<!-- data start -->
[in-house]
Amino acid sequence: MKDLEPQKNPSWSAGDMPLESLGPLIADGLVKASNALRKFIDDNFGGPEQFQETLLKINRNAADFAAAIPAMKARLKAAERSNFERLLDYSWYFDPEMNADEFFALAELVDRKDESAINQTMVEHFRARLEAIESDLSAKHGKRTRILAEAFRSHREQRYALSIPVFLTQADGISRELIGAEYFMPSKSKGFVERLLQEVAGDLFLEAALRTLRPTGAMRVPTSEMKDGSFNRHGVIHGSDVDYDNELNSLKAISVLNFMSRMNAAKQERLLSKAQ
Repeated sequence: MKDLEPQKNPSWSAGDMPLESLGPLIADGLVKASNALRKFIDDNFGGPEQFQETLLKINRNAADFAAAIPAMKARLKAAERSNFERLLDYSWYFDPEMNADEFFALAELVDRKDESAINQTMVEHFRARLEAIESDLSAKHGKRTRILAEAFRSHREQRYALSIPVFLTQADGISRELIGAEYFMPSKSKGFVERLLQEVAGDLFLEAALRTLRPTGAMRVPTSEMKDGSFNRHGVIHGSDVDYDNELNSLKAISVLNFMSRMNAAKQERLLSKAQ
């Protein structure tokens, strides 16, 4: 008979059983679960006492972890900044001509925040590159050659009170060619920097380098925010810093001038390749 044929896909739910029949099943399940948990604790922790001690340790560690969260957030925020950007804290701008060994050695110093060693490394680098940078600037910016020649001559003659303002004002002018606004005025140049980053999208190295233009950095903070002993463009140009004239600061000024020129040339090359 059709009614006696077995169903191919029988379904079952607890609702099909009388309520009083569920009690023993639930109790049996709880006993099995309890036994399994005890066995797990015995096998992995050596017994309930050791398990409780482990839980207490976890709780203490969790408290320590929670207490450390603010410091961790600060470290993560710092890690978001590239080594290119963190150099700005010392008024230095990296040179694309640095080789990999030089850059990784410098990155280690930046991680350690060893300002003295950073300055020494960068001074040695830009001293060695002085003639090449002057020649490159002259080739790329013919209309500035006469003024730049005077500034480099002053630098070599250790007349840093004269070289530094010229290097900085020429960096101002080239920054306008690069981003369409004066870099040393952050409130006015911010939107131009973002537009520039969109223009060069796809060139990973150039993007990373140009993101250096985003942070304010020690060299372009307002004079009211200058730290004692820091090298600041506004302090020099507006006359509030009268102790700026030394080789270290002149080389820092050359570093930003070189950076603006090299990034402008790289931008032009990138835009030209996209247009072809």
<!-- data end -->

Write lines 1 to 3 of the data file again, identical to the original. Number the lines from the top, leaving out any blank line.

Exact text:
[in-house]
Amino acid sequence: MKDLEPQKNPSWSAGDMPLESLGPLIADGLVKASNALRKFIDDNFGGPEQFQETLLKINRNAADFAAAIPAMKARLKAAERSNFERLLDYSWYFDPEMNADEFFALAELVDRKDESAINQTMVEHFRARLEAIESDLSAKHGKRTRILAEAFRSHREQRYALSIPVFLTQADGISRELIGAEYFMPSKSKGFVERLLQEVAGDLFLEAALRTLRPTGAMRVPTSEMKDGSFNRHGVIHGSDVDYDNELNSLKAISVLNFMSRMNAAKQERLLSKAQ
Repeated sequence: MKDLEPQKNPSWSAGDMPLESLGPLIADGLVKASNALRKFIDDNFGGPEQFQETLLKINRNAADFAAAIPAMKARLKAAERSNFERLLDYSWYFDPEMNADEFFALAELVDRKDESAINQTMVEHFRARLEAIESDLSAKHGKRTRILAEAFRSHREQRYALSIPVFLTQADGISRELIGAEYFMPSKSKGFVERLLQEVAGDLFLEAALRTLRPTGAMRVPTSEMKDGSFNRHGVIHGSDVDYDNELNSLKAISVLNFMSRMNAAKQERLLSKAQ